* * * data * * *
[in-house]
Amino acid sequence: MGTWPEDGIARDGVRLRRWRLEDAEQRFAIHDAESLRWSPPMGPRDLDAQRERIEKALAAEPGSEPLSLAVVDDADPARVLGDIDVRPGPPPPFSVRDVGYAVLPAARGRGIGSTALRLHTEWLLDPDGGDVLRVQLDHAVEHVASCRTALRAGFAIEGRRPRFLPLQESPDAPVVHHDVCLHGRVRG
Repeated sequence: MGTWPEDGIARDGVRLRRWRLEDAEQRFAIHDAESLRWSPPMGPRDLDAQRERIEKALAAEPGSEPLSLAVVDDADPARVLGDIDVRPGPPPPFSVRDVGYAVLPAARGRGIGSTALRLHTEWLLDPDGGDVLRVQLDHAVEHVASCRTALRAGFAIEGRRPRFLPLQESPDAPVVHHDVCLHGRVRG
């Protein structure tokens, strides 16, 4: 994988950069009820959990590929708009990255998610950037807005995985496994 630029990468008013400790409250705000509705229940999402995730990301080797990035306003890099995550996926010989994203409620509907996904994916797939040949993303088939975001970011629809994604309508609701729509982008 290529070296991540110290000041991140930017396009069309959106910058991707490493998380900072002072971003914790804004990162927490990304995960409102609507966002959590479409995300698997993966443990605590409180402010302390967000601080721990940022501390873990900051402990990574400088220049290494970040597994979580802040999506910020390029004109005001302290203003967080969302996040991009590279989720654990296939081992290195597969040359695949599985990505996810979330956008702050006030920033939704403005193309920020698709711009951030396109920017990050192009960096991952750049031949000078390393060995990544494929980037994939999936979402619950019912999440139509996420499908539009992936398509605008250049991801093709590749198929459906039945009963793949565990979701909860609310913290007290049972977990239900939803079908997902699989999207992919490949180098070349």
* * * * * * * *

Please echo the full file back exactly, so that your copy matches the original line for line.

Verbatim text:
[in-house]
Amino acid sequence: MGTWPEDGIARDGVRLRRWRLEDAEQRFAIHDAESLRWSPPMGPRDLDAQRERIEKALAAEPGSEPLSLAVVDDADPARVLGDIDVRPGPPPPFSVRDVGYAVLPAARGRGIGSTALRLHTEWLLDPDGGDVLRVQLDHAVEHVASCRTALRAGFAIEGRRPRFLPLQESPDAPVVHHDVCLHGRVRG
Repeated sequence: MGTWPEDGIARDGVRLRRWRLEDAEQRFAIHDAESLRWSPPMGPRDLDAQRERIEKALAAEPGSEPLSLAVVDDADPARVLGDIDVRPGPPPPFSVRDVGYAVLPAARGRGIGSTALRLHTEWLLDPDGGDVLRVQLDHAVEHVASCRTALRAGFAIEGRRPRFLPLQESPDAPVVHHDVCLHGRVRG
């Protein structure tokens, strides 16, 4: 994988950069009820959990590929708009990255998610950037807005995985496994 630029990468008013400790409250705000509705229940999402995730990301080797990035306003890099995550996926010989994203409620509907996904994916797939040949993303088939975001970011629809994604309508609701729509982008 290529070296991540110290000041991140930017396009069309959106910058991707490493998380900072002072971003914790804004990162927490990304995960409102609507966002959590479409995300698997993966443990605590409180402010302390967000601080721990940022501390873990900051402990990574400088220049290494970040597994979580802040999506910020390029004109005001302290203003967080969302996040991009590279989720654990296939081992290195597969040359695949599985990505996810979330956008702050006030920033939704403005193309920020698709711009951030396109920017990050192009960096991952750049031949000078390393060995990544494929980037994939999936979402619950019912999440139509996420499908539009992936398509605008250049991801093709590749198929459906039945009963793949565990979701909860609310913290007290049972977990239900939803079908997902699989999207992919490949180098070349």